Determination of anatomic landmarks for optimal placement in captive-bolt euthanasia of goats

Paul J. Plummer Department of Veterinary Diagnostic and Production Animal Medicine, College of Veterinary Medicine, Ames, IA 50011.
Department of Veterinary Microbiology and Preventive Medicine, College of Veterinary Medicine, Ames, IA 50011.

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 DVM, PhD
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Jan K. Shearer Department of Veterinary Diagnostic and Production Animal Medicine, College of Veterinary Medicine, Ames, IA 50011.

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 DVM, MS
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Katie E. Kleinhenz Department of Animal Science, College of Agriculture and Life Sciences, Iowa State University, Ames, IA 50011.

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Leslie C. Shearer Department of Veterinary Diagnostic and Production Animal Medicine, College of Veterinary Medicine, Ames, IA 50011.

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Abstract

OBJECTIVE To determine the optimal anatomic site and directional aim of a penetrating captive bolt (PCB) for euthanasia of goats.

SAMPLE 8 skulls from horned and polled goat cadavers and 10 anesthetized horned and polled goats scheduled to be euthanized at the end of a teaching laboratory.

PROCEDURES Sagittal sections of cadaver skulls from 8 horned and polled goats were used to determine the ideal anatomic site and aiming of a PCB to maximize damage to the midbrain region of the brainstem for euthanasia. Anatomic sites for ideal placement and directional aiming were confirmed by use of 10 anesthetized horned and polled goats.

RESULTS Clinical observation and postmortem examination of the sagittal sections of skulls from the 10 anesthetized goats that were euthanized confirmed that perpendicular placement and firing of a PCB at the intersection of 2 lines, each drawn from the lateral canthus of 1 eye to the middle of the base of the opposite ear, resulted in consistent disruption of the midbrain and thalamus in all goats. Immediate cessation of breathing, followed by a loss of heartbeat in all 10 of the anesthetized goats, confirmed that use of this site consistently resulted in effective euthanasia.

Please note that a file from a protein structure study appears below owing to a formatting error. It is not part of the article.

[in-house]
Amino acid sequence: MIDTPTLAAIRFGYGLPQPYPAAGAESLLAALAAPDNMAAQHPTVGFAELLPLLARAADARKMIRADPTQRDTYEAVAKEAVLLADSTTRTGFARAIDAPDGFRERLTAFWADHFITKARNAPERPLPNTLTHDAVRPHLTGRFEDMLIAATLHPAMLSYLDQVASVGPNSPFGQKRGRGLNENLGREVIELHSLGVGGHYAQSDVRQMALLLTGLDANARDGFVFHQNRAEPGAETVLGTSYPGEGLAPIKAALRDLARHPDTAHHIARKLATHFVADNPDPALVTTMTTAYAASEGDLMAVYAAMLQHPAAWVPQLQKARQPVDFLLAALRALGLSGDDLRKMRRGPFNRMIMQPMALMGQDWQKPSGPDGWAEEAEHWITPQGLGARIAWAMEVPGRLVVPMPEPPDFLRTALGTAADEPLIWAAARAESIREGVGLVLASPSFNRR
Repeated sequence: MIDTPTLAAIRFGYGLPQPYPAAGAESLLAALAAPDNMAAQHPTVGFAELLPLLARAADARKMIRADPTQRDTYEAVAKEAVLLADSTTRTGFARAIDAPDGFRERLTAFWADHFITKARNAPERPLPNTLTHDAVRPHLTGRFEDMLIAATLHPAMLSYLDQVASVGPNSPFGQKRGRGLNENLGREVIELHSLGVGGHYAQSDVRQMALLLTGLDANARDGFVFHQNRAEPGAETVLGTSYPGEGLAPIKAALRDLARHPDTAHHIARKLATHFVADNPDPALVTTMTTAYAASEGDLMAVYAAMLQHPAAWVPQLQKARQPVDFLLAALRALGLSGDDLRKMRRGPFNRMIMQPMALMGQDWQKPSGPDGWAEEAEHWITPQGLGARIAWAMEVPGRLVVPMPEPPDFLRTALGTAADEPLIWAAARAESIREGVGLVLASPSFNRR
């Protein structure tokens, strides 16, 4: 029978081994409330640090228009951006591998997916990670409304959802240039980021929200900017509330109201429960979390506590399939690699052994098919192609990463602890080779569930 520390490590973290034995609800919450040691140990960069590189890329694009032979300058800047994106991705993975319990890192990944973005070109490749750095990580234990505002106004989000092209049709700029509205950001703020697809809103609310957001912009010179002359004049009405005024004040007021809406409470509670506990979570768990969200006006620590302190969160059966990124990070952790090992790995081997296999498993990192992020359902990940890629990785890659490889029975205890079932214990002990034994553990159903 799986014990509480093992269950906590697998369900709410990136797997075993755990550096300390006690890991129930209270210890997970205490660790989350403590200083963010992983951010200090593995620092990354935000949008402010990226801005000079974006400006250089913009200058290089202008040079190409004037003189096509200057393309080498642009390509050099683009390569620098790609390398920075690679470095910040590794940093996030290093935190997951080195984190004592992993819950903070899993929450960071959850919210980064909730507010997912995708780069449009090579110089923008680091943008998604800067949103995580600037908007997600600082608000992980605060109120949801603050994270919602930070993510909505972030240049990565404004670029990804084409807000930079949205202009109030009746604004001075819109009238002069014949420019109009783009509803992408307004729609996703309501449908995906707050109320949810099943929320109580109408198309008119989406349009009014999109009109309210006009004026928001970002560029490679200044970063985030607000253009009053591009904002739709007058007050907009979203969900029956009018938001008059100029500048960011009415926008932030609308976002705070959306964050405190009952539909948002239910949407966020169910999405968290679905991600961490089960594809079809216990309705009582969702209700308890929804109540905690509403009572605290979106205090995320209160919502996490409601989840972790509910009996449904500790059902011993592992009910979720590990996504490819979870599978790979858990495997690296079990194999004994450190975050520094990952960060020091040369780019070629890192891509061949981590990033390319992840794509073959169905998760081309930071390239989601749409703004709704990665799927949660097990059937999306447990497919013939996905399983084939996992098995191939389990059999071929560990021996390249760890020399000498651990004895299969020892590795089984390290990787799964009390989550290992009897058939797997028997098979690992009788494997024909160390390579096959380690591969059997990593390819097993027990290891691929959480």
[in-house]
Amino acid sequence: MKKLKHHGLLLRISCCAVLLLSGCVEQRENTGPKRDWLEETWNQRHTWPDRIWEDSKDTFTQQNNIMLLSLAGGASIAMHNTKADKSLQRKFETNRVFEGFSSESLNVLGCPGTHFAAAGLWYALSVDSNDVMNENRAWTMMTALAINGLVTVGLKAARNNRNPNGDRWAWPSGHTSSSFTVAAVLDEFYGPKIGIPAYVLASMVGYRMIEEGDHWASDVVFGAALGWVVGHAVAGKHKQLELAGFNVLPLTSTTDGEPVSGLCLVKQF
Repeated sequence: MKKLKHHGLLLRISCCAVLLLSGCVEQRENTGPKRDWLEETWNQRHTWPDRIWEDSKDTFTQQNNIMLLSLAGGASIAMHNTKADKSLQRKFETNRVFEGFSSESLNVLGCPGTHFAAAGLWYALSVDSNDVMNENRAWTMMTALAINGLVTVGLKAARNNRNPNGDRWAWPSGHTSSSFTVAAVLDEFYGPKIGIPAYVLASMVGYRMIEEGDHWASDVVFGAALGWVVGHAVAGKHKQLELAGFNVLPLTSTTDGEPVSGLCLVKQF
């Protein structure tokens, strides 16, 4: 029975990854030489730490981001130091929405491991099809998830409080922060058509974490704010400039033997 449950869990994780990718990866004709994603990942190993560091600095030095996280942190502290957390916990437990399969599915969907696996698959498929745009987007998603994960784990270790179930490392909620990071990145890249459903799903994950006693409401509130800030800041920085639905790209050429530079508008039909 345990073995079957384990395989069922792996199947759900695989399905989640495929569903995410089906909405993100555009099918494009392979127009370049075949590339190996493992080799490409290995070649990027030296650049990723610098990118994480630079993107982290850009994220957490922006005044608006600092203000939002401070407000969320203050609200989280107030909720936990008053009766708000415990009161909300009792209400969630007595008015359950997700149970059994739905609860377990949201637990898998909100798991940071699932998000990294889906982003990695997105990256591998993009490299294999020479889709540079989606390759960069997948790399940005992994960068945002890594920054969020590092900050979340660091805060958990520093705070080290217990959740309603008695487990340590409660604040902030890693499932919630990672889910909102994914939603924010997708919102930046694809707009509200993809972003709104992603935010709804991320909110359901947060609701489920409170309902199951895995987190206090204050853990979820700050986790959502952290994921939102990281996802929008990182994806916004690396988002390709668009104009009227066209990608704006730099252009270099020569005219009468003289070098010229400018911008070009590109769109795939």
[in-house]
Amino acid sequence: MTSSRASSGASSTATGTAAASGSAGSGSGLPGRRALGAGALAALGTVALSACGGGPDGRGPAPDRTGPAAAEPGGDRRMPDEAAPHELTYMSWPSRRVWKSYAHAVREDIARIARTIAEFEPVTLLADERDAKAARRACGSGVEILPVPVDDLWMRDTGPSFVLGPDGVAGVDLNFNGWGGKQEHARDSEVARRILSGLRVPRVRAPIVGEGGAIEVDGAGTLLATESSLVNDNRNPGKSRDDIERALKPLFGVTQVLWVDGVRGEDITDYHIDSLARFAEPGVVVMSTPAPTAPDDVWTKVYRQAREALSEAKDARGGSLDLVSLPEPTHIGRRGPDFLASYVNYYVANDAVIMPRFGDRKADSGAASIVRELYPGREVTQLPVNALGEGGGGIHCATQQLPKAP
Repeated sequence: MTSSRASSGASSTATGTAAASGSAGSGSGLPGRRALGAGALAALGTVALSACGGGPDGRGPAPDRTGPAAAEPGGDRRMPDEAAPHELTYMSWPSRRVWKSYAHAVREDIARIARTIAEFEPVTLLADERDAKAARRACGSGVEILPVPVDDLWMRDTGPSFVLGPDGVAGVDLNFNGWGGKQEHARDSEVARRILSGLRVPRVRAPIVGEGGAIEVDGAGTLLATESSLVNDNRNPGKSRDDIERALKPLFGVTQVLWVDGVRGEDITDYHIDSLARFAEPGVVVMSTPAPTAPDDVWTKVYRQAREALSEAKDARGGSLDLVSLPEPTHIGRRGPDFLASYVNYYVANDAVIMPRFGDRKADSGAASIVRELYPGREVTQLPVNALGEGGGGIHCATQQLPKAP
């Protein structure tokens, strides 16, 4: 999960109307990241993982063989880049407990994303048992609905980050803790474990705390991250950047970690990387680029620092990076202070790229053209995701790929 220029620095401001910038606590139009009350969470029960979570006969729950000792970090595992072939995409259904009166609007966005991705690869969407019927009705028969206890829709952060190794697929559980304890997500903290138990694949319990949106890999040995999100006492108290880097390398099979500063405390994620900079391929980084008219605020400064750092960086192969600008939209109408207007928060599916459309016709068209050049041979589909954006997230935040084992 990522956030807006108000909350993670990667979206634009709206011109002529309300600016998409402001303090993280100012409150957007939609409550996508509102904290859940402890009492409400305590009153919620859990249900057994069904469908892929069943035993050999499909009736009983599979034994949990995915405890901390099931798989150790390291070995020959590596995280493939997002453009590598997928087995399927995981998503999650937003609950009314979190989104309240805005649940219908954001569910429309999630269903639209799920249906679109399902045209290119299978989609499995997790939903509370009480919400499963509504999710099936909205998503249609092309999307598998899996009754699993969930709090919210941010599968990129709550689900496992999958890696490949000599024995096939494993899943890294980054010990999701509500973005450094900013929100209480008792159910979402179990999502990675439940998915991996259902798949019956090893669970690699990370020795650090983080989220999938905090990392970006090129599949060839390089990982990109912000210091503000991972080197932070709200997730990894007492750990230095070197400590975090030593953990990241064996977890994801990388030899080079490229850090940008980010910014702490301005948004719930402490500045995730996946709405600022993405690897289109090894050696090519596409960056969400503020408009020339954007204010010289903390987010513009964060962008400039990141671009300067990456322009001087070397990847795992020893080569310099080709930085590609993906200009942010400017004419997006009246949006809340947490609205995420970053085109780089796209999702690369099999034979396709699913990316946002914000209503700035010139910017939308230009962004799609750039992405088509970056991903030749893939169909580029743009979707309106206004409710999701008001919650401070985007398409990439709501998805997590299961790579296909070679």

CONCLUSIONS AND CLINICAL RELEVANCE Damage to the brainstem and key adjacent structures may be accomplished by firing a PCB perpendicular to the skull over the anatomic site identified at the intersection of 2 lines, each drawn from the lateral canthus of 1 eye to the middle of the base of the opposite ear.

Abstract

OBJECTIVE To determine the optimal anatomic site and directional aim of a penetrating captive bolt (PCB) for euthanasia of goats.

SAMPLE 8 skulls from horned and polled goat cadavers and 10 anesthetized horned and polled goats scheduled to be euthanized at the end of a teaching laboratory.

PROCEDURES Sagittal sections of cadaver skulls from 8 horned and polled goats were used to determine the ideal anatomic site and aiming of a PCB to maximize damage to the midbrain region of the brainstem for euthanasia. Anatomic sites for ideal placement and directional aiming were confirmed by use of 10 anesthetized horned and polled goats.

RESULTS Clinical observation and postmortem examination of the sagittal sections of skulls from the 10 anesthetized goats that were euthanized confirmed that perpendicular placement and firing of a PCB at the intersection of 2 lines, each drawn from the lateral canthus of 1 eye to the middle of the base of the opposite ear, resulted in consistent disruption of the midbrain and thalamus in all goats. Immediate cessation of breathing, followed by a loss of heartbeat in all 10 of the anesthetized goats, confirmed that use of this site consistently resulted in effective euthanasia.

CONCLUSIONS AND CLINICAL RELEVANCE Damage to the brainstem and key adjacent structures may be accomplished by firing a PCB perpendicular to the skull over the anatomic site identified at the intersection of 2 lines, each drawn from the lateral canthus of 1 eye to the middle of the base of the opposite ear.

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